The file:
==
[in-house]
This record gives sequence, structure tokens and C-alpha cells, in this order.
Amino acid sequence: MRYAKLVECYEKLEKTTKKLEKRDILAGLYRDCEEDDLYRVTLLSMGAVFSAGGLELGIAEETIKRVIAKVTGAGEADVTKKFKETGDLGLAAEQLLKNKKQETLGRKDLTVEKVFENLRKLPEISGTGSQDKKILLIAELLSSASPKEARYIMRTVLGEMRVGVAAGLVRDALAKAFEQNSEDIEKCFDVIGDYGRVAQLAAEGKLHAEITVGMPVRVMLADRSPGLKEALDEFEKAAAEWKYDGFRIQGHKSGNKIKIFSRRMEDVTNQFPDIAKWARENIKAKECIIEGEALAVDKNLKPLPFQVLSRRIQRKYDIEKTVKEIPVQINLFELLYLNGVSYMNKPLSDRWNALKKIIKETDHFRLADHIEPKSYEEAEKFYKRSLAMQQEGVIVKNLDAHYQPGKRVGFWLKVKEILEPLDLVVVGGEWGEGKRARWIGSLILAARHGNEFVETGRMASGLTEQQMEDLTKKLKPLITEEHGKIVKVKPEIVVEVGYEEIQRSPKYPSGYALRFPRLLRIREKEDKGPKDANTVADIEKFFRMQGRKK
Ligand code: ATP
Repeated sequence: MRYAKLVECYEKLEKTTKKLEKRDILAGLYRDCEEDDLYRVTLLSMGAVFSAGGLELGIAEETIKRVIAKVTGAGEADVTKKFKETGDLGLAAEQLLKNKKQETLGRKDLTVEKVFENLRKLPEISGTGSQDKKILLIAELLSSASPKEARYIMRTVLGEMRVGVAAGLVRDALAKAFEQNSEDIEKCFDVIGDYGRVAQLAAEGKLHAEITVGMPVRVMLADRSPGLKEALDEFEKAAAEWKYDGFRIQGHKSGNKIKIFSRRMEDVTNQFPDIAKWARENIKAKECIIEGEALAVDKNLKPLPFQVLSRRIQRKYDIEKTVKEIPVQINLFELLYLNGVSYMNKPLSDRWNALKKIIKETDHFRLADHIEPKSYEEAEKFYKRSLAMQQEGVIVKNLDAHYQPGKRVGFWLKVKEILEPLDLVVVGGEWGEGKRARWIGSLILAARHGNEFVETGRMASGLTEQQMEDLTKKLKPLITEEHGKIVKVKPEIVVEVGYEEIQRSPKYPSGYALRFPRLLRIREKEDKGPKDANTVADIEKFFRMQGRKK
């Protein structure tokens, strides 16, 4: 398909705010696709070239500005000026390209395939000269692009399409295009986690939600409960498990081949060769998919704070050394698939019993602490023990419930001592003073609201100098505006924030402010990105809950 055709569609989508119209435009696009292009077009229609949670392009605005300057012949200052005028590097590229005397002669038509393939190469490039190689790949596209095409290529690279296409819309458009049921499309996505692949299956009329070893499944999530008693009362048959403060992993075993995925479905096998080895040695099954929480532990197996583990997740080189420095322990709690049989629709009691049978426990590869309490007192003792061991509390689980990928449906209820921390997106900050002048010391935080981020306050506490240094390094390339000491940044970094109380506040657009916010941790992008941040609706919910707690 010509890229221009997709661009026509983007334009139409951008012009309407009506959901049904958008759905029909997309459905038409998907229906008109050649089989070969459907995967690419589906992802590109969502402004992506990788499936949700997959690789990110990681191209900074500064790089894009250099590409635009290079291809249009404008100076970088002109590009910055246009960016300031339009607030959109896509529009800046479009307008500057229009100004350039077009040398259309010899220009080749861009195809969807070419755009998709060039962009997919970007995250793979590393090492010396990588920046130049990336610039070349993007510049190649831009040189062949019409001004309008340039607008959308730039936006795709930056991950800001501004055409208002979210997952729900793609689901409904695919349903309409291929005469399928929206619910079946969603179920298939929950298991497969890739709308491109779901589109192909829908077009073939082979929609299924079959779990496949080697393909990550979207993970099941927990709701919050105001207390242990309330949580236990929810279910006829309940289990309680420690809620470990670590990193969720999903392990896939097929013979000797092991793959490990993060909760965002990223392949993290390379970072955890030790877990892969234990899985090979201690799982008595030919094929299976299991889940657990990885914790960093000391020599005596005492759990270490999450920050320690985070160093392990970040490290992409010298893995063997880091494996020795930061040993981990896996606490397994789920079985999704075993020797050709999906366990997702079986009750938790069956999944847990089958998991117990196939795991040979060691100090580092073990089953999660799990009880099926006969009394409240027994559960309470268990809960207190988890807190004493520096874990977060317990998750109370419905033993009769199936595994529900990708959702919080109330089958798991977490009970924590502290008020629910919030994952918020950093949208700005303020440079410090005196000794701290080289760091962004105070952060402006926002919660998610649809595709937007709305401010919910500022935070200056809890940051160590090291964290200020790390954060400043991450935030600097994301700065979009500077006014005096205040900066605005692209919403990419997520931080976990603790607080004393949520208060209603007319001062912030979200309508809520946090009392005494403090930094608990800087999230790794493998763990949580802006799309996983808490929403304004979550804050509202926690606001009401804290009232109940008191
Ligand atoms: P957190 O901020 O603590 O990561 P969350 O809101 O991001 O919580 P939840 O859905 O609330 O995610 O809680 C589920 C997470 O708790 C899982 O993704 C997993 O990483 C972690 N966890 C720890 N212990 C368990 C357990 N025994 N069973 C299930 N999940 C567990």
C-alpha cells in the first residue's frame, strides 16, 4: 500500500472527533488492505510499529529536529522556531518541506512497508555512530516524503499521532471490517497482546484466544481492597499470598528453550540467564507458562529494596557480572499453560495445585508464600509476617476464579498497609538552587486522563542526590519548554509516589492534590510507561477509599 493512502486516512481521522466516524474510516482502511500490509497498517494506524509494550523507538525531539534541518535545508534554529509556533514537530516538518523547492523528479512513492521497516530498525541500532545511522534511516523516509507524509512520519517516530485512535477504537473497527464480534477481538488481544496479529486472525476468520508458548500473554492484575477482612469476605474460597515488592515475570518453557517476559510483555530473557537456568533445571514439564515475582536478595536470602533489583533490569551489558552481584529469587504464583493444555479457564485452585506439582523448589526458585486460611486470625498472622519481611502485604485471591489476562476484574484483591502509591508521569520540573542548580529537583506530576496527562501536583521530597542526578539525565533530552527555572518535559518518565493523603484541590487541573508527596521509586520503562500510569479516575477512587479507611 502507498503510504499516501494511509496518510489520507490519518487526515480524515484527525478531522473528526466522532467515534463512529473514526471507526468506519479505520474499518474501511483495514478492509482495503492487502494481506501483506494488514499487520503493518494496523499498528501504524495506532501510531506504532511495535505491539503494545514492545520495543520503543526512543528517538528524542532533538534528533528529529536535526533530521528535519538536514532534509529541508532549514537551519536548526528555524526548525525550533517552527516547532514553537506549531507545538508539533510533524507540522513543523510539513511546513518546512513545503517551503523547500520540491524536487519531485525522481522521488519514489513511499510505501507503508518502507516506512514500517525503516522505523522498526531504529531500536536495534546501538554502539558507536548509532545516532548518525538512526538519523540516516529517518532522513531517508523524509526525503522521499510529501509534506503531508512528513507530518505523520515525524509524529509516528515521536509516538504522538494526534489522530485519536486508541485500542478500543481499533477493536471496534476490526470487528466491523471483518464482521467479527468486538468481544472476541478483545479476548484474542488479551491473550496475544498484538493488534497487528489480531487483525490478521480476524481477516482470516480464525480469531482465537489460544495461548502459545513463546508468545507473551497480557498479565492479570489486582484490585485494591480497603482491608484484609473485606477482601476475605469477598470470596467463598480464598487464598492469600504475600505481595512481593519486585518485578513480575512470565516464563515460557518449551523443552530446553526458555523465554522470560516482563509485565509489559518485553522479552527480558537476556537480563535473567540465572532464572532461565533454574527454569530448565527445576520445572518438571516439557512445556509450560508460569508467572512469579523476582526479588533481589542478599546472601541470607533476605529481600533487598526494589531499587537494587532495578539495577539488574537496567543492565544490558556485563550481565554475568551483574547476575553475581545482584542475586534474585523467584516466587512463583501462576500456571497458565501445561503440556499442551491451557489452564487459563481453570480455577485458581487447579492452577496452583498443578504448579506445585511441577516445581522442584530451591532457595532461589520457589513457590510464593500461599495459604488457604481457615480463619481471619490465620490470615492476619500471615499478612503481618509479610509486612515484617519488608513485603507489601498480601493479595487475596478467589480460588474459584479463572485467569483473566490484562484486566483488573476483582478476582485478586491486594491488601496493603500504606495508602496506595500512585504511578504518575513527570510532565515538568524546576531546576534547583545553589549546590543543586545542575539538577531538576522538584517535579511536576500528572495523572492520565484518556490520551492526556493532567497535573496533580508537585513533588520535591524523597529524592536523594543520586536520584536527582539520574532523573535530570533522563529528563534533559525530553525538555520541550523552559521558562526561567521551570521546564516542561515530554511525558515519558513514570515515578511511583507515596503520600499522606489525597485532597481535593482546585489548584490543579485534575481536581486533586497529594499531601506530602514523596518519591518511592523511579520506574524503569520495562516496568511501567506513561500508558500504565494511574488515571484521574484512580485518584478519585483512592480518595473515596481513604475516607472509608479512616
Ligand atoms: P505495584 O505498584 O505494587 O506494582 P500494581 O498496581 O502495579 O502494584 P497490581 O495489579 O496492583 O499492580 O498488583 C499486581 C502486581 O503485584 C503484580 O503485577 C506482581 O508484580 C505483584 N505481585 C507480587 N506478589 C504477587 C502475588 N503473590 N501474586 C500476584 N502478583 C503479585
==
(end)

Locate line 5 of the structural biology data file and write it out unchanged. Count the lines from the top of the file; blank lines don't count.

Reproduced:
Repeated sequence: MRYAKLVECYEKLEKTTKKLEKRDILAGLYRDCEEDDLYRVTLLSMGAVFSAGGLELGIAEETIKRVIAKVTGAGEADVTKKFKETGDLGLAAEQLLKNKKQETLGRKDLTVEKVFENLRKLPEISGTGSQDKKILLIAELLSSASPKEARYIMRTVLGEMRVGVAAGLVRDALAKAFEQNSEDIEKCFDVIGDYGRVAQLAAEGKLHAEITVGMPVRVMLADRSPGLKEALDEFEKAAAEWKYDGFRIQGHKSGNKIKIFSRRMEDVTNQFPDIAKWARENIKAKECIIEGEALAVDKNLKPLPFQVLSRRIQRKYDIEKTVKEIPVQINLFELLYLNGVSYMNKPLSDRWNALKKIIKETDHFRLADHIEPKSYEEAEKFYKRSLAMQQEGVIVKNLDAHYQPGKRVGFWLKVKEILEPLDLVVVGGEWGEGKRARWIGSLILAARHGNEFVETGRMASGLTEQQMEDLTKKLKPLITEEHGKIVKVKPEIVVEVGYEEIQRSPKYPSGYALRFPRLLRIREKEDKGPKDANTVADIEKFFRMQGRKK